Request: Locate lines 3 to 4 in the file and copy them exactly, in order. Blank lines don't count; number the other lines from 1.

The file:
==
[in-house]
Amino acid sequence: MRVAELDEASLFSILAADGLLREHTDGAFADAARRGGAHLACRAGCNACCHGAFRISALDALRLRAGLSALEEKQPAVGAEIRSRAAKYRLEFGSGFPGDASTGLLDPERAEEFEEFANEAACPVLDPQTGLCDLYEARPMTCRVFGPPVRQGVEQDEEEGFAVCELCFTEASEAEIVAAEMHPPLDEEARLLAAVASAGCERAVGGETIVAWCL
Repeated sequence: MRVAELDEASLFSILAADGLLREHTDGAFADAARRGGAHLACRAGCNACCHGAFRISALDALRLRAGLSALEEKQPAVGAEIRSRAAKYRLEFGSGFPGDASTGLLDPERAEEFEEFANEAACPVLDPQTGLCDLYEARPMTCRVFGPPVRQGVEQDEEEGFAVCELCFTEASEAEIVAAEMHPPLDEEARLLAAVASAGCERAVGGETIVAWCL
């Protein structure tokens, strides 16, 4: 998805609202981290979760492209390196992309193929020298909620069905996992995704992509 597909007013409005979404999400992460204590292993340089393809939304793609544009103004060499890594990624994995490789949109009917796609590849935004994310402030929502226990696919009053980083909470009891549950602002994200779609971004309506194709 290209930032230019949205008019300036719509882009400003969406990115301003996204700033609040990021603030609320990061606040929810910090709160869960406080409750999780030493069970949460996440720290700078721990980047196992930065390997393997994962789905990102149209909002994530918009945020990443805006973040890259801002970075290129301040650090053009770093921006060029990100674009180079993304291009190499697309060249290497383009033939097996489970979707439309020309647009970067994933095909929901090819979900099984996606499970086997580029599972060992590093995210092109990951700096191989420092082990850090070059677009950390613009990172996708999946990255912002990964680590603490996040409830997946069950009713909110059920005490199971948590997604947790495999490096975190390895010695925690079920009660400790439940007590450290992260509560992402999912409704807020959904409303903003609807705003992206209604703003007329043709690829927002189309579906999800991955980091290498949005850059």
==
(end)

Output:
Repeated sequence: MRVAELDEASLFSILAADGLLREHTDGAFADAARRGGAHLACRAGCNACCHGAFRISALDALRLRAGLSALEEKQPAVGAEIRSRAAKYRLEFGSGFPGDASTGLLDPERAEEFEEFANEAACPVLDPQTGLCDLYEARPMTCRVFGPPVRQGVEQDEEEGFAVCELCFTEASEAEIVAAEMHPPLDEEARLLAAVASAGCERAVGGETIVAWCL
């Protein structure tokens, strides 16, 4: 998805609202981290979760492209390196992309193929020298909620069905996992995704992509 597909007013409005979404999400992460204590292993340089393809939304793609544009103004060499890594990624994995490789949109009917796609590849935004994310402030929502226990696919009053980083909470009891549950602002994200779609971004309506194709 290209930032230019949205008019300036719509882009400003969406990115301003996204700033609040990021603030609320990061606040929810910090709160869960406080409750999780030493069970949460996440720290700078721990980047196992930065390997393997994962789905990102149209909002994530918009945020990443805006973040890259801002970075290129301040650090053009770093921006060029990100674009180079993304291009190499697309060249290497383009033939097996489970979707439309020309647009970067994933095909929901090819979900099984996606499970086997580029599972060992590093995210092109990951700096191989420092082990850090070059677009950390613009990172996708999946990255912002990964680590603490996040409830997946069950009713909110059920005490199971948590997604947790495999490096975190390895010695925690079920009660400790439940007590450290992260509560992402999912409704807020959904409303903003609807705003992206209604703003007329043709690829927002189309579906999800991955980091290498949005850059």